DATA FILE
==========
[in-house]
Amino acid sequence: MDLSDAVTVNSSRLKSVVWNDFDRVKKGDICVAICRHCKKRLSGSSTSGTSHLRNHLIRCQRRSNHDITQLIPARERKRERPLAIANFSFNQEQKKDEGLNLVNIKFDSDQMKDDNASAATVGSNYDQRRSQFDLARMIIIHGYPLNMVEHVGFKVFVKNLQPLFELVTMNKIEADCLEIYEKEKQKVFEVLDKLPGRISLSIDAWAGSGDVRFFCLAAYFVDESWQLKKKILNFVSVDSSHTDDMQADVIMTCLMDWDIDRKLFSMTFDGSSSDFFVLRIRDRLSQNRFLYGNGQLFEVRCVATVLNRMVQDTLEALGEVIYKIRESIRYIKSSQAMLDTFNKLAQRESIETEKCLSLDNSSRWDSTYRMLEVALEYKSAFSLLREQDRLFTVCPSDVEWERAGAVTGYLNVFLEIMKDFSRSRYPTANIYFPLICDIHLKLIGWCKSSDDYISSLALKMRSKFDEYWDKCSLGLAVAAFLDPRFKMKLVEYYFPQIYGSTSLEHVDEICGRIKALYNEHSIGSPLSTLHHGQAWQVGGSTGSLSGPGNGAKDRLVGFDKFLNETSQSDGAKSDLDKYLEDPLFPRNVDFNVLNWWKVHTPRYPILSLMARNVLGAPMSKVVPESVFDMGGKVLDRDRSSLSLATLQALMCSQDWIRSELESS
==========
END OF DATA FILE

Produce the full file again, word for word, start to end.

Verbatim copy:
[in-house]
Amino acid sequence: MDLSDAVTVNSSRLKSVVWNDFDRVKKGDICVAICRHCKKRLSGSSTSGTSHLRNHLIRCQRRSNHDITQLIPARERKRERPLAIANFSFNQEQKKDEGLNLVNIKFDSDQMKDDNASAATVGSNYDQRRSQFDLARMIIIHGYPLNMVEHVGFKVFVKNLQPLFELVTMNKIEADCLEIYEKEKQKVFEVLDKLPGRISLSIDAWAGSGDVRFFCLAAYFVDESWQLKKKILNFVSVDSSHTDDMQADVIMTCLMDWDIDRKLFSMTFDGSSSDFFVLRIRDRLSQNRFLYGNGQLFEVRCVATVLNRMVQDTLEALGEVIYKIRESIRYIKSSQAMLDTFNKLAQRESIETEKCLSLDNSSRWDSTYRMLEVALEYKSAFSLLREQDRLFTVCPSDVEWERAGAVTGYLNVFLEIMKDFSRSRYPTANIYFPLICDIHLKLIGWCKSSDDYISSLALKMRSKFDEYWDKCSLGLAVAAFLDPRFKMKLVEYYFPQIYGSTSLEHVDEICGRIKALYNEHSIGSPLSTLHHGQAWQVGGSTGSLSGPGNGAKDRLVGFDKFLNETSQSDGAKSDLDKYLEDPLFPRNVDFNVLNWWKVHTPRYPILSLMARNVLGAPMSKVVPESVFDMGGKVLDRDRSSLSLATLQALMCSQDWIRSELESS